All up, I really enjoyed surfing this board, and think its one of the best small wave grovelers on the market.

Featured Designer / Shaper – Richie Lovett

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To make the mark as a true surfer/designer/shaper, you have to have had a serious impact in all areas. Sure, most coastal towns will have a guy doing ten-plus boards a week who nails a few daily turns at their local.

But, in an era where not even a single surfer on the WSL seriously designs and shapes boards, its a rare commodity indeed that someone makes their mark at the top of both disciplines.

Richie Lovett is one such rarity, and Boardthought got a behind-the-scenes peak via a one-on-one in the mix of his busy travel, board design and family schedule.

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Gnaraloo Flounder Pounder – Guest Board Review

Gnaraloo Flounder Pounder

We’re continuing to put the Gnaraloo Flounder Pounder through its paces – this time guest Board Reviewer and surf scientist Marc in-het Panhuis paddled into a few peaks…then took it one step further.

What follows gets into the nitty-gritty of board review zen; understanding not only how the board feels, but what the data says.

So here it is – wrap your head around it…

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Featured Shaper – Soularch Surfboards

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Point the compass due south, grab your 4/3 sealed seam, and hit the highway before sunrise – you’ll find a coastline that’s a magnet for south swells, grass-roots board shaping, and good coffee.  And in the case of Robbie Marshall, master shaper and founder of Soularch Surfboards, its all three.   

Custom shapes and precise attention to detail is Robbie’s bread-and-butter.

Boardthought caught up with Robbie in the midst of foam dust and all sorts of other creative stuff…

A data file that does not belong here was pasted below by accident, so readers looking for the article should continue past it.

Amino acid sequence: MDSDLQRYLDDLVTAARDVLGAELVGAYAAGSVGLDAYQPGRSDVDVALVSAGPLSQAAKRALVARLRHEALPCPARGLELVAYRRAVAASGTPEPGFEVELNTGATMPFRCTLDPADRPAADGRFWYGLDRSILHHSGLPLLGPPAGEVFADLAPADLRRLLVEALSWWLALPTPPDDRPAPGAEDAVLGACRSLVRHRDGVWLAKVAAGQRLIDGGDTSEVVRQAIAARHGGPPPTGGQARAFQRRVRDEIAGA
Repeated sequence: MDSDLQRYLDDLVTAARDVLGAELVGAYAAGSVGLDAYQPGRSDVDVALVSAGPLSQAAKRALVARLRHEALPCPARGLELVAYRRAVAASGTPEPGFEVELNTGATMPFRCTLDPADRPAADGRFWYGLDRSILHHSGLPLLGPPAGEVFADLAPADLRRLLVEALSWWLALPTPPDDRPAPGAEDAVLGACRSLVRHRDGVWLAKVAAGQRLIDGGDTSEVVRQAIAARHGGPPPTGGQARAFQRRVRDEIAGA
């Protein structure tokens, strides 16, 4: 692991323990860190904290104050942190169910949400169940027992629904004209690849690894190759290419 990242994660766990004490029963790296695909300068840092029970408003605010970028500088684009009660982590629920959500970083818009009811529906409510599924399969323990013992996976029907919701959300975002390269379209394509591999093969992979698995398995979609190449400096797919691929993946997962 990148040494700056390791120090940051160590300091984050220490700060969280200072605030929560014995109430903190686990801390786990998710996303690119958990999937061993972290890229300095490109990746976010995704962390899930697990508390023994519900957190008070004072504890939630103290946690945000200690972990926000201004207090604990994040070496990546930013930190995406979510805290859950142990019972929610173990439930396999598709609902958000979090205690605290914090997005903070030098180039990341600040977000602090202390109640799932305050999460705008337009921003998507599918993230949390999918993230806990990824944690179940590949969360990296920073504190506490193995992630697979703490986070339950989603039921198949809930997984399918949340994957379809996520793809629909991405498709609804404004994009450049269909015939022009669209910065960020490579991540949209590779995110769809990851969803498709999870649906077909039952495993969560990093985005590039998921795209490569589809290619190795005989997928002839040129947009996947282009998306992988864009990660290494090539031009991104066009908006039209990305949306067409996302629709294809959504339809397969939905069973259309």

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Featured Shaper – Wayne (Webby) Webster

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Wayne (Webby) Webster, is not only recognised as a seasoned innovator in big wave gun design and shaping, his short board shaping game is also turning heads on all major continents.

And with a stellar quiver of team riders, a Webster sled is fast becoming the board-of-choice for more and more surfers.

Boardthought caught up with Webby in the shaping bay to get the latest…

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Win a Surfing World Prize Pack!

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Boardthought and Surfing World Australia have joined forces to bring you this sweet little contest.

Post a board review between now and Sunday 22 May 2016 and you’ll go into the draw to win one of three 6 month Surfing World subscriptions, delivered direct to your door.  Plus, you’ll also score a Limited Edition 1989 inspired Warrior Waves Melting Skull shred tee!!
But its only a three week gig, so get cracking – the more reviews you post, the more chances to win.  It couldn’t be easier!